OCTOBER 15, 1928: The first transatlantic passenger flight was completed on this day in 1928 after Germany’s Graf Zeppelin arrived in the U.S.
The 111-hour crossing from Friedrichshafen to Lakehurst, New Jersey marked the beginning of the nine-year airship era, which ended with the Hindenburg disaster.
Ominously, the 6,168-mile journey almost ended in disaster when it encountered a powerful storm, which ripped a large amount of fabric from the airframe.
Also, the first mate was Captain Ernst Lehmann, who would go on to pilot the ill-fated Hinderberg’s last trip.
Yet, despite only escaping its close brush with death after brave crewmen covered the hole with blankets, the Graf Zeppelin was viewed as a welcome revolution in travel.
A British Pathé newsreel filmed the crew – including pilot Dr being cheered by thousands during a ticker-tape parade down New York’s Canyon of Heroes.
The only British passenger, Lady Drummond-Hay, was also pictured posing with the crew.
The return flight went without a hitch, taking just under 72 hours after hitting its top speed of 85mph and being helped by strong tail winds.
Its success was followed by a scheduled airship route between Germany and the U.S. at a time when fixed-wing aeroplanes were not yet seen as a reliable form of transport.
The Graf Zeppelin LZ 127 - named after Count, or in German, Graf Ferdinand von Zeppelin, the airship pioneer – enhanced the reputation with a series of achievements.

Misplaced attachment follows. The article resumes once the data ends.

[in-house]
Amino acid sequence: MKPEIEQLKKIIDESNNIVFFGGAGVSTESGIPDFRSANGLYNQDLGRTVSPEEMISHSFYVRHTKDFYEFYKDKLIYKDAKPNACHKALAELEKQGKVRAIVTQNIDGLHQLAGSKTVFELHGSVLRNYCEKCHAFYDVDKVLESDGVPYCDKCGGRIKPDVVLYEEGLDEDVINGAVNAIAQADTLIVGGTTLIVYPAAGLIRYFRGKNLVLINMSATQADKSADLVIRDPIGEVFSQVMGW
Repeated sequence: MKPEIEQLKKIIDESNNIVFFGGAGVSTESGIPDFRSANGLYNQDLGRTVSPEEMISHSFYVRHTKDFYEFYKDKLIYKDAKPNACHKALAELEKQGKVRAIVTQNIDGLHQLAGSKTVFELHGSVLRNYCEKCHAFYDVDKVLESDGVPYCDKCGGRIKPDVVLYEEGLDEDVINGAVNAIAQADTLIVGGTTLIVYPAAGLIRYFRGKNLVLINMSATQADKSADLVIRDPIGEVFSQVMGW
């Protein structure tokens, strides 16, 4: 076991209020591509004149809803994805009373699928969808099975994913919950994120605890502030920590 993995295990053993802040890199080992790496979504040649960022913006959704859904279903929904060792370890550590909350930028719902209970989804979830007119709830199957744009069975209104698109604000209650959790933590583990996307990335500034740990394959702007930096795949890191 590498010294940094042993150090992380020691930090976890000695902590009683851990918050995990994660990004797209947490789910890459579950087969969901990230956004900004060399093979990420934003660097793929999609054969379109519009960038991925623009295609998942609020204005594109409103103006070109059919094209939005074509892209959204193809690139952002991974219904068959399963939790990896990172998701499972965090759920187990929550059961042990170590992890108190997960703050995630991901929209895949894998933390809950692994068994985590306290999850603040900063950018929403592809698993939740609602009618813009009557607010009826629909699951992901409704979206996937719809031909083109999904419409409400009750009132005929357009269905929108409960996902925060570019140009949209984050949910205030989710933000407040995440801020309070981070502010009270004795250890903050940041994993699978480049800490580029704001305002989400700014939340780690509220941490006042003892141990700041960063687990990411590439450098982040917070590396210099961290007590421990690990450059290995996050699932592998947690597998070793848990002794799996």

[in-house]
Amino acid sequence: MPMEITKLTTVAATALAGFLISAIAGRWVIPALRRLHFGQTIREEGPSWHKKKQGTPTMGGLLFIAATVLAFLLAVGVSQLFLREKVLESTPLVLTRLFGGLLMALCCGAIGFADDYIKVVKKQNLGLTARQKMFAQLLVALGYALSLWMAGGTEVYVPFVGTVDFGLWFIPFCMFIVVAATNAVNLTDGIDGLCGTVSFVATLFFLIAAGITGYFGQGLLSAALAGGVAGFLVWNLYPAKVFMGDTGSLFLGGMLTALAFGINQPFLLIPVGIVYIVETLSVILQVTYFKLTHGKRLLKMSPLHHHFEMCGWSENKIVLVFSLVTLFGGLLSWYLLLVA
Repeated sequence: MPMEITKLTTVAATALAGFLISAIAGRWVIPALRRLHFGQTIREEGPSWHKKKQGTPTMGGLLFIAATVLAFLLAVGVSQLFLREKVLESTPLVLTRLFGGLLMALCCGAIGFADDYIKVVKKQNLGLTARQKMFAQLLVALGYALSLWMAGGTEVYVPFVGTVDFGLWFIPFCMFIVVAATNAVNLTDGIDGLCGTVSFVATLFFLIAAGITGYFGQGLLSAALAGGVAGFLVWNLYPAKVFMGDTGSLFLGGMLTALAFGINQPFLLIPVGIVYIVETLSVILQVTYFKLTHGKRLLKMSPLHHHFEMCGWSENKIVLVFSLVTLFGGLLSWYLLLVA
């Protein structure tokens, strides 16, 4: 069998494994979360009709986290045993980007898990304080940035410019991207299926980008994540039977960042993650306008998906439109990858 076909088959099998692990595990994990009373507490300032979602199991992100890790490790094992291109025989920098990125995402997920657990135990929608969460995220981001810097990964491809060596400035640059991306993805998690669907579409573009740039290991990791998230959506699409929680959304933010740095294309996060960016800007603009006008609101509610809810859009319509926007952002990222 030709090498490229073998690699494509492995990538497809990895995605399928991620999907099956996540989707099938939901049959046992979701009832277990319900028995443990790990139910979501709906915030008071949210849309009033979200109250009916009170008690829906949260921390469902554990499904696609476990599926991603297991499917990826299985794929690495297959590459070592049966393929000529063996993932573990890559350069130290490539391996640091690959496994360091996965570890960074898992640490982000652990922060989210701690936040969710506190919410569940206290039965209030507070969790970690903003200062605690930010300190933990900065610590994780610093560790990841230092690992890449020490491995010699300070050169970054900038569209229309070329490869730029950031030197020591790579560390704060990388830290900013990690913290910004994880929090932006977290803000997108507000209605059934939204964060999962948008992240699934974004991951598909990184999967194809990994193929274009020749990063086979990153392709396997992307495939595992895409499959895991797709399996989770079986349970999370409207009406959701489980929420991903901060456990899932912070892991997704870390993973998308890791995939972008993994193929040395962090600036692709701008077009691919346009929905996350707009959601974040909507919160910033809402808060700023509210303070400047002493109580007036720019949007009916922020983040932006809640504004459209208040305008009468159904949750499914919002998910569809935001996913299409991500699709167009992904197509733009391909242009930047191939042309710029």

It generated huge publicity with its August 1929 round-the-world flight, traveling some 20,651 miles on a journey that started and ended in Lakehurst.
The Graf also stopped at Friedrichshafen, Tokyo, Los Angeles – and spent a total of two days, 12 hours and 13 minutes in the air.
It earned millions of dollars from the exclusive media rights bought by U.S. publisher William Randolph Hearst and sending specially franked mail across the globe.
People even paid the equivalent of $45 in today’s money to send a letter to and from Lakehurst.
The Graf also made a groundbreaking flight to the North Pole in July 1931.
Although, by this time the Great Depression was wreaking havoc on the global economy and luxury travel was hit hard.
The fact that only 25 passengers could fly on a Zeppelin made it hard to make ends meet.
However, it was the May 1937 Hindenburg disaster that irrevocably shattered public faith in hydrogen-filled airships.
The flammable gas exploded just as the Hindenburg was landing at Lakehurst, killing 35 people.
In the aftermath, German operators tried to substitute cheap hydrogen with expensive helium, a lifting gas that was inflammable.
But the U.S. which controlled the world’s production of the gas, refused to grant an export licence.
Also, the design of fixed-wing aeroplanes had become so technologically advanced by then that a future even with helium seemed unlikely.
The finally death knell came when Nazi minister Herman Goering ordered the remainder of Germany’s zeppelins to be melted down to make military aircraft.